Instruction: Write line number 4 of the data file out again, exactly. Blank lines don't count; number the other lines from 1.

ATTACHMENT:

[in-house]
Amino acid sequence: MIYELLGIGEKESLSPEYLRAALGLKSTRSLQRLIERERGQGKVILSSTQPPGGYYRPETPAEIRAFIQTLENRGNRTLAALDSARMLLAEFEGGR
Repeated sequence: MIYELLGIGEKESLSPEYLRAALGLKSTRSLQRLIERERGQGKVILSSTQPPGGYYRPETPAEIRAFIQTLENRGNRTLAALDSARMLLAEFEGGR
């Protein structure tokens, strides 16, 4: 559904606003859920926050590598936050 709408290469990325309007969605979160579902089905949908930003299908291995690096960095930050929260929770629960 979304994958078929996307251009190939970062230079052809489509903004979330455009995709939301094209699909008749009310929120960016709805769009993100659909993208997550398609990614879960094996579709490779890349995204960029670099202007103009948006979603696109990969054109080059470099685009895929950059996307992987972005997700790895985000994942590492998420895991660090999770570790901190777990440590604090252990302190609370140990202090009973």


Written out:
């Protein structure tokens, strides 16, 4: 559904606003859920926050590598936050 709408290469990325309007969605979160579902089905949908930003299908291995690096960095930050929260929770629960 979304994958078929996307251009190939970062230079052809489509903004979330455009995709939301094209699909008749009310929120960016709805769009993100659909993208997550398609990614879960094996579709490779890349995204960029670099202007103009948006979603696109990969054109080059470099685009895929950059996307992987972005997700790895985000994942590492998420895991660090999770570790901190777990440590604090252990302190609370140990202090009973």